I've been thinking about the concept of enlightenment, in terms of attaining a state of non-attachment to everything as well as what the result might look like and I think it might be something like experiencing limitless freedom.You become everything and nothing, but because there are no limitations you can never turn that possibility into something real. In fact, you the person don't even exist. A rather tenuous existence, and while a person might be one with everything and nothing, what in the end does that really mean, and what does it really do for the person. I'll admit I'm attached to my identity.
Sometimes people have funny definitions of enlightenment, as in if I'm enlightened I can do no more wrong. I've never thought of enlightenment as that. Rather to me is it: Once you are aware, i.e. enlightened, you can no longer use ignorance to excuse your actions. You have to take full responsibility. In Psychology without the self, by Mark Epstein, this is phrased much better: "Before Awakening, one can easily ignore or rationalize his shortcomings, but after enlightenment this is no longer possible. One's failings are painfully evident. Yet at the time a strong determination develops to rid oneself of them...Continuous training after enlightenment is required to purify the emotions so that our behaviors accord with our understanding."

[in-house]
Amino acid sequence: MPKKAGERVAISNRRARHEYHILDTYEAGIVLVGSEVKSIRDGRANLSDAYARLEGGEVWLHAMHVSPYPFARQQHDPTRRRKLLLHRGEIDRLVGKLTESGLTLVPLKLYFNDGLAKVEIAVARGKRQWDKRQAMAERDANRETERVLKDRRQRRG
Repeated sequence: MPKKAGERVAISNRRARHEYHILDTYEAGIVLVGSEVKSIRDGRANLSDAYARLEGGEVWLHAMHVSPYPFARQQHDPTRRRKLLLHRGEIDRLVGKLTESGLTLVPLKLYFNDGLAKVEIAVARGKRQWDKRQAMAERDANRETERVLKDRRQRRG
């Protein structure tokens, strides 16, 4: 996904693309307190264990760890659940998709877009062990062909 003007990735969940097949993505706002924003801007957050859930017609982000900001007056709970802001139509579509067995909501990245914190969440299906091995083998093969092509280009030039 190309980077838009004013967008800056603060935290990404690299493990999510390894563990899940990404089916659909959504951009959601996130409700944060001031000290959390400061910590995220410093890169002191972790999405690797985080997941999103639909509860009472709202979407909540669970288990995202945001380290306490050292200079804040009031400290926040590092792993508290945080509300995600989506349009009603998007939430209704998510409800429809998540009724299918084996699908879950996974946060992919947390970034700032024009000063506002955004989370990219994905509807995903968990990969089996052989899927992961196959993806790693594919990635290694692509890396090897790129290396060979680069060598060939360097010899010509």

That's pretty much the truth of enlightenment. You wake up and suddenly you recognize the effect your behavior has on you and others and you can't hide behind it anymore. The path is hard because once you recognize your failings you have to face them. And continuous training is a reality of enlightenment. Just because you are aware doesn't mean your behaviors automatically stop. I'm an excellent example of that because while I can definitely say I'm more aware of my behaviors, I'm also really having to work hard to change those behaviors and isn't easy. Knowledge does not equal wisdom...wisdom is only found after a person has actively chosen to change those behaviors by using that awareness to mindfully temper how s/he interacts. And that tempering usually involves making more mistakes, facing in full how you act, and then motivating yourself to change because you realize you don't want to be that way any more.
Enlightenment doesn't take you off the hook. It demands more of you. Edited to add: As an interesting side note, just as I finished writing this post, I got thwacked by reality over something that definitely falls into this category. Ayup...you never get let off the hook.